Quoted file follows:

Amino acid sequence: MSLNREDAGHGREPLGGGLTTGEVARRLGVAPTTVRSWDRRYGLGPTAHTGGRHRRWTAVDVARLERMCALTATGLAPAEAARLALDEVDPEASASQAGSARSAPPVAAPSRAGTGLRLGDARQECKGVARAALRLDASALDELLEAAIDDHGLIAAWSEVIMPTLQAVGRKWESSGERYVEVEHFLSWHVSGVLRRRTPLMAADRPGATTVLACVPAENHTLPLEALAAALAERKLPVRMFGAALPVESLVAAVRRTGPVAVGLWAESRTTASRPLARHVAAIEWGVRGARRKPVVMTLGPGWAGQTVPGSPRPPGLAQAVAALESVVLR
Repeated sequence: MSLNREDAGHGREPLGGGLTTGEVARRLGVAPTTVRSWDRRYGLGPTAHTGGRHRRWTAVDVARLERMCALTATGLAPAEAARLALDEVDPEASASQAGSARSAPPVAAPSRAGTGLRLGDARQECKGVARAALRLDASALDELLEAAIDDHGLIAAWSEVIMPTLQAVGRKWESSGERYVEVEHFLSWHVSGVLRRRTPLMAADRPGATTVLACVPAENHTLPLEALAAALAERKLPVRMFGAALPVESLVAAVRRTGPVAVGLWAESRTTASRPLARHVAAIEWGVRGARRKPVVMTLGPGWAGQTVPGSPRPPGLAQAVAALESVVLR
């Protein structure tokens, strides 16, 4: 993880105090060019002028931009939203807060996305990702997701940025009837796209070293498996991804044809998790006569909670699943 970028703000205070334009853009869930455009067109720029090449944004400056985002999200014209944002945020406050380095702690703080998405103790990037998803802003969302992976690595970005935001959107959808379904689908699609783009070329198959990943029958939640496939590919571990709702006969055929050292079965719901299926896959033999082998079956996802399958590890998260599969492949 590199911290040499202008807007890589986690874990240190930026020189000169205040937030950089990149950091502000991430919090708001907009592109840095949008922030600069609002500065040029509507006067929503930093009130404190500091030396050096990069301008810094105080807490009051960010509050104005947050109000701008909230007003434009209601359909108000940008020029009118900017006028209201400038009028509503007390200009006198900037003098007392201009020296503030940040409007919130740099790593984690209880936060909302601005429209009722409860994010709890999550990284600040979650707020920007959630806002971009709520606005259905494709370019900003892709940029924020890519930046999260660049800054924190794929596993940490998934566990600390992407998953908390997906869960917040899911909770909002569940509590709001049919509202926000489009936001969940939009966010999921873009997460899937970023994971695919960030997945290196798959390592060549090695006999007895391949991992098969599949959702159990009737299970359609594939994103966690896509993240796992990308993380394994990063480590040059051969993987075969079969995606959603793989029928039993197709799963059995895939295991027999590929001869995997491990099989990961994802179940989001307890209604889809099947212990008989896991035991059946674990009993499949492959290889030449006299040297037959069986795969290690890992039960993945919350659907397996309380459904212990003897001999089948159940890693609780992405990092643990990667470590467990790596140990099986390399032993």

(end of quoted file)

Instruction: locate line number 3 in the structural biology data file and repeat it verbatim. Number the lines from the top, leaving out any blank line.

């Protein structure tokens, strides 16, 4: 993880105090060019002028931009939203807060996305990702997701940025009837796209070293498996991804044809998790006569909670699943 970028703000205070334009853009869930455009067109720029090449944004400056985002999200014209944002945020406050380095702690703080998405103790990037998803802003969302992976690595970005935001959107959808379904689908699609783009070329198959990943029958939640496939590919571990709702006969055929050292079965719901299926896959033999082998079956996802399958590890998260599969492949 590199911290040499202008807007890589986690874990240190930026020189000169205040937030950089990149950091502000991430919090708001907009592109840095949008922030600069609002500065040029509507006067929503930093009130404190500091030396050096990069301008810094105080807490009051960010509050104005947050109000701008909230007003434009209601359909108000940008020029009118900017006028209201400038009028509503007390200009006198900037003098007392201009020296503030940040409007919130740099790593984690209880936060909302601005429209009722409860994010709890999550990284600040979650707020920007959630806002971009709520606005259905494709370019900003892709940029924020890519930046999260660049800054924190794929596993940490998934566990600390992407998953908390997906869960917040899911909770909002569940509590709001049919509202926000489009936001969940939009966010999921873009997460899937970023994971695919960030997945290196798959390592060549090695006999007895391949991992098969599949959702159990009737299970359609594939994103966690896509993240796992990308993380394994990063480590040059051969993987075969079969995606959603793989029928039993197709799963059995895939295991027999590929001869995997491990099989990961994802179940989001307890209604889809099947212990008989896991035991059946674990009993499949492959290889030449006299040297037959069986795969290690890992039960993945919350659907397996309380459904212990003897001999089948159940890693609780992405990092643990990667470590467990790596140990099986390399032993």